I have a database in two different production servers. I want to keep the schemas consistent between the two. One has jobs that call stored procedures that reference a Linked Server. The other does not (and should not) contain those jobs or a Linked Server of the same name as that in the first server, but I want both servers to have those same stored procedures. However, SQL Server refuses to create the procedures that reference the Linked Server on the server that has no Linked Server set up. I understand why that happens, but I need a workaround that does not involve changing the procedure code (such as to use Dynamic SQL to hide the reference from the compiler).

I tried creating a Linked Server of the expected name that points to the local server, but SQL Server is smart enough to see that the referenced tables do not exist on that Linked Server. If I create one to a non-existent server, SQL times out during the creation of the procedure saying that it couldn't connect to the remote server.

Is there any way to create a dummy Linked Server such that SQL Server will not try to validate the table names on the Linked Server?

  • 1
    Cant you use dynamic SQL ?
    – Kin Shah
    May 20, 2015 at 13:56
  • I can use dynamic SQL, but have no interest in modifying a large number of stored procedures in a stable code base to resolve this issue. May 20, 2015 at 14:37
  • then @AaronBertrand has provided answer which you can implement with minimal code change.
    – Kin Shah
    May 20, 2015 at 14:39

2 Answers 2

  1. Create dummy, empty tables on the local server so that the procedure creation can happen.

  2. Change the procedure code to use two-part synonyms. On the server that needs to use the linked server:

    CREATE SYNONYM dbo.whatever FOR linkedserver.dbo.whatever;

    On the local server that doesn't need the remote references to exist:

    CREATE SYNONYM dbo.whatever FOR dbo.emptydummytable;

    The stored procedure using the latter can be created thanks to deferred name resolution (which doesn't work when creating a procedure that references a linked server). This will require changing the stored procedure code, but it will be a one-time change.

  • That still involves changing all the existing stored procedures, but certainly would be far less horrible than changing them to use dynamic SQL. The Linked Server goes to an instance holding a database for a third-party system (which therefore has a very stable schema). How crazy would it be to just create an empty copy of that database on the local server that shouldn't link to the real Linked Server, and create a Linked Server of the expected name that points to that local copy? That would eliminate the need to modify any of the existing code. May 20, 2015 at 14:45
  • I created a local copy of that remote database (with empty tables) and that resolved the issue. Luckily, the schema in that database is from a third-party application and is therefore stable. I'll just have to update the schema of my dummy local database should we go through a version upgrade of that application. Oct 9, 2015 at 15:24

you can create a linked server that goes nowhere

EXEC master.dbo.sp_addlinkedserver @server = N'THISSERVERNAME', @srvproduct=N'', @provider=N'SQLNCLI'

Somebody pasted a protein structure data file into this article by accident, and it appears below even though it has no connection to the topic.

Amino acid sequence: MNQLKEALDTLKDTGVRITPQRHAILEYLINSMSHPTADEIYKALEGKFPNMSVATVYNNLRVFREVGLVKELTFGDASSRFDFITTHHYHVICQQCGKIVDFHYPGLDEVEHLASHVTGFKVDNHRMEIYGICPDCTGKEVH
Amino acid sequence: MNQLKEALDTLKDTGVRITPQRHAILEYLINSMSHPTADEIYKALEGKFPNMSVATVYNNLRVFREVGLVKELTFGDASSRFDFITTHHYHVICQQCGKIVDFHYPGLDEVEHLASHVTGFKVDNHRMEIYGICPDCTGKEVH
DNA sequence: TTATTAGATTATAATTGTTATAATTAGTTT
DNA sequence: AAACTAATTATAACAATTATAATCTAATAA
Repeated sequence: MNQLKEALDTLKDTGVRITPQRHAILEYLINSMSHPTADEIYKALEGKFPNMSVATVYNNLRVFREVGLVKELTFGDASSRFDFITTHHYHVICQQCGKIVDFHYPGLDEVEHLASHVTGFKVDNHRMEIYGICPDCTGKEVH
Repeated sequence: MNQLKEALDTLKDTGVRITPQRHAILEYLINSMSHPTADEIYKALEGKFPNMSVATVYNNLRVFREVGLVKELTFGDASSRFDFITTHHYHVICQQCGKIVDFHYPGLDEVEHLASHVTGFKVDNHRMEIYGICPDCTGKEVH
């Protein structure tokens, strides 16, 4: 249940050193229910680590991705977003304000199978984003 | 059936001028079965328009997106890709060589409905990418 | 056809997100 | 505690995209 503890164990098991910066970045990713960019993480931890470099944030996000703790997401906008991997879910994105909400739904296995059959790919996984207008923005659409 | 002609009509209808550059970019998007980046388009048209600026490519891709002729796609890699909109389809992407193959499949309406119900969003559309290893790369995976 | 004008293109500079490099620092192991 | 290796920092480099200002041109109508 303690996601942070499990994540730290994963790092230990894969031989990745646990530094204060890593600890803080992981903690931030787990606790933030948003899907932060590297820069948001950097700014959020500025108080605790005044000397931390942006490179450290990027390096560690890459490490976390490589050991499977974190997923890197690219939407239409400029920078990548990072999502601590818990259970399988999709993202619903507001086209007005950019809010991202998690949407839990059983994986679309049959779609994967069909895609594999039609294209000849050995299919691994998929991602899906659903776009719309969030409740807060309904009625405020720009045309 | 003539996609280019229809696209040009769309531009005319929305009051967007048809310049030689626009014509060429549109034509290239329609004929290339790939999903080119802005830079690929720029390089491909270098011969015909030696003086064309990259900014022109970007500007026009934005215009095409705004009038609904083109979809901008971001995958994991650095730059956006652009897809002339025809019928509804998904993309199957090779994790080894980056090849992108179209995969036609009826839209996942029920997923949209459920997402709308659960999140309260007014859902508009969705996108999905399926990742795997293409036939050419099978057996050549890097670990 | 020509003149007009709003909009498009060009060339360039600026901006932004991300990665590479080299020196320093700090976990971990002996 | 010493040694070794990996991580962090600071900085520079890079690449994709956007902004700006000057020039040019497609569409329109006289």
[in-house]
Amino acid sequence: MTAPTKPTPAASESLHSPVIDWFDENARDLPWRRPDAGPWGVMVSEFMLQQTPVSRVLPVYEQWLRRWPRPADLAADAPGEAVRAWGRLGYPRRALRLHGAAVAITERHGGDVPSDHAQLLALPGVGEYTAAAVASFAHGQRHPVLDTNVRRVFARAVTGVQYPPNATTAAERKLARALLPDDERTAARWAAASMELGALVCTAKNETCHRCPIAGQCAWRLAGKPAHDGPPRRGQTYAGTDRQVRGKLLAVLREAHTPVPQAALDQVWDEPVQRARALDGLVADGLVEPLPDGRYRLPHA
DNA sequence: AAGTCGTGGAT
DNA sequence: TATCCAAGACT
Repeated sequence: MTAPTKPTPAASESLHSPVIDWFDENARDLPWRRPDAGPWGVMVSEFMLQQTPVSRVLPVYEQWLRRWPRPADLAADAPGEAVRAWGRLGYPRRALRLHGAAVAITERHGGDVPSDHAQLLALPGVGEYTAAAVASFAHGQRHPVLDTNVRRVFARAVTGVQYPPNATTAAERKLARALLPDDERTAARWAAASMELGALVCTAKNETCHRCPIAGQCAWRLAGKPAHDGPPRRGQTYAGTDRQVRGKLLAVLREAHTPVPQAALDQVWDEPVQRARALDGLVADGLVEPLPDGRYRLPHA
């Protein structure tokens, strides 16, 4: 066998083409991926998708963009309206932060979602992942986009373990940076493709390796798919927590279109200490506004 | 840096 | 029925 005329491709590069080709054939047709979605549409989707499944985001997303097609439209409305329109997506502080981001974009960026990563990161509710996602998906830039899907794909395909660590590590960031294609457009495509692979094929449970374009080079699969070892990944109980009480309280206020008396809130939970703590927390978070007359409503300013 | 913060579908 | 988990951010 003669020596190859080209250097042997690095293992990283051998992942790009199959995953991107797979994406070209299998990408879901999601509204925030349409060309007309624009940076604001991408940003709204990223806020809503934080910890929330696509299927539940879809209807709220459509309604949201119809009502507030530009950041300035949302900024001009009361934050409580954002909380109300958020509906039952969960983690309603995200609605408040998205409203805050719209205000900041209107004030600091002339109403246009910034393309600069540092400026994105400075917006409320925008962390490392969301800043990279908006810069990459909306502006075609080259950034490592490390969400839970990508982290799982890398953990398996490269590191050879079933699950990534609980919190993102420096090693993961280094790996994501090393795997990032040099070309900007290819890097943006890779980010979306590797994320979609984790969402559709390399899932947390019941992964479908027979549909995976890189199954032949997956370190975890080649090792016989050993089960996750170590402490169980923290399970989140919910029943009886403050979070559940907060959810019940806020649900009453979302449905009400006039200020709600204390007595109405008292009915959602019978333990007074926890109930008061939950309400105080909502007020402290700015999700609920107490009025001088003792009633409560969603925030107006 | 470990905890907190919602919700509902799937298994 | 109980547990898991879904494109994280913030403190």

Then any queries notice that the linked server is there, but has no access to anything within it. you'll find quite often that the queries for linked servers(as far as I'm aware) just check for the linked server (since you're declaring it as not as SQL database it doesn't seem to check in as much detail it presumes you know what you're doing (If you do it in the GUI you will get an warning but can still create the linked server without it registering that it can connect.

Not sure if this is an acceptable workaround for what you're after since you are actually creating a linked server, but it is essentially a dummy as it goes nowhere, if you ever tried to access it you'd get a login error

  • From my original post: "If I create one to a non-existent server, SQL times out during the creation of the procedure saying that it couldn't connect to the remote server." Oct 8, 2015 at 14:49
  • creating the procedure shouldn't alert you to there being a problem, running the procedure will cause a problem but the actual creation shouldn't i've just ran the following query on 2012: create procedure test as select * from invalidserver.nullschema.nonexistenttable and had no problem
    – Ste Bov
    Oct 8, 2015 at 15:00
  • 1
    @SteBov Try an actual 4-part name, like invalidserver.invaliddb.nullschema.nonexistenttable. Deferred name resolution works for local references (in the same database or in a different database on the same server), but not for linked server references. What you actually created was a reference to invaliddb.nullschema.nonexistenttable. Oct 9, 2015 at 15:12
  • Before I created a local copy of that remote database (with empty tables), I couldn't successfully create procedures that referenced it. After creating that dummy local database, they worked fine. If your suggestion worked, I would never have had the problem in the first place. As Aaron mentioned in his recent comment, the difference is between the 3 part names in your example and the 4 part names used in my stored procedures. Oct 9, 2015 at 15:19

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